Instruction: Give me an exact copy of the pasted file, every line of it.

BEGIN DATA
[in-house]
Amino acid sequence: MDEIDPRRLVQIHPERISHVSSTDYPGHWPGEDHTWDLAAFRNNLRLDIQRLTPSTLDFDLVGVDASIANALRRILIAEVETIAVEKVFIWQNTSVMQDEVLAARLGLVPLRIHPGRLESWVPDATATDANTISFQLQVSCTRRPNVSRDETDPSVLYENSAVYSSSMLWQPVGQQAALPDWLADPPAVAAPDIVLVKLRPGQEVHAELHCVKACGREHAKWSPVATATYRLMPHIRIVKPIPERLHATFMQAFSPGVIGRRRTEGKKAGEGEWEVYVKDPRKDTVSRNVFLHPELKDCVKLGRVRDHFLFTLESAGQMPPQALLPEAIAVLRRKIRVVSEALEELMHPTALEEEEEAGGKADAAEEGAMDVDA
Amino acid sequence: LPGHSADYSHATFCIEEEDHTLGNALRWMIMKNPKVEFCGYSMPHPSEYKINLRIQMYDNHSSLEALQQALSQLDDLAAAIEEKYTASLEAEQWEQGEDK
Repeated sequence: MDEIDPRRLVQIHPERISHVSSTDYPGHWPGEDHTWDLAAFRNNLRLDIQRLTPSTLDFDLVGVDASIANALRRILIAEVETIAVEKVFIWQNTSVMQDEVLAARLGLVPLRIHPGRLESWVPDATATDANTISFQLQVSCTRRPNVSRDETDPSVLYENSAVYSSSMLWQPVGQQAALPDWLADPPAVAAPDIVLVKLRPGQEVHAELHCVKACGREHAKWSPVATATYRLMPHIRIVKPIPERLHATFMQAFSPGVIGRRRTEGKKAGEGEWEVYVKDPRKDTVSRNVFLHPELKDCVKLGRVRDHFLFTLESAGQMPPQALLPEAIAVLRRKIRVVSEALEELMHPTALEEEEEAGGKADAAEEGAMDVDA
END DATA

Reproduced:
[in-house]
Amino acid sequence: MDEIDPRRLVQIHPERISHVSSTDYPGHWPGEDHTWDLAAFRNNLRLDIQRLTPSTLDFDLVGVDASIANALRRILIAEVETIAVEKVFIWQNTSVMQDEVLAARLGLVPLRIHPGRLESWVPDATATDANTISFQLQVSCTRRPNVSRDETDPSVLYENSAVYSSSMLWQPVGQQAALPDWLADPPAVAAPDIVLVKLRPGQEVHAELHCVKACGREHAKWSPVATATYRLMPHIRIVKPIPERLHATFMQAFSPGVIGRRRTEGKKAGEGEWEVYVKDPRKDTVSRNVFLHPELKDCVKLGRVRDHFLFTLESAGQMPPQALLPEAIAVLRRKIRVVSEALEELMHPTALEEEEEAGGKADAAEEGAMDVDA
Amino acid sequence: LPGHSADYSHATFCIEEEDHTLGNALRWMIMKNPKVEFCGYSMPHPSEYKINLRIQMYDNHSSLEALQQALSQLDDLAAAIEEKYTASLEAEQWEQGEDK
Repeated sequence: MDEIDPRRLVQIHPERISHVSSTDYPGHWPGEDHTWDLAAFRNNLRLDIQRLTPSTLDFDLVGVDASIANALRRILIAEVETIAVEKVFIWQNTSVMQDEVLAARLGLVPLRIHPGRLESWVPDATATDANTISFQLQVSCTRRPNVSRDETDPSVLYENSAVYSSSMLWQPVGQQAALPDWLADPPAVAAPDIVLVKLRPGQEVHAELHCVKACGREHAKWSPVATATYRLMPHIRIVKPIPERLHATFMQAFSPGVIGRRRTEGKKAGEGEWEVYVKDPRKDTVSRNVFLHPELKDCVKLGRVRDHFLFTLESAGQMPPQALLPEAIAVLRRKIRVVSEALEELMHPTALEEEEEAGGKADAAEEGAMDVDA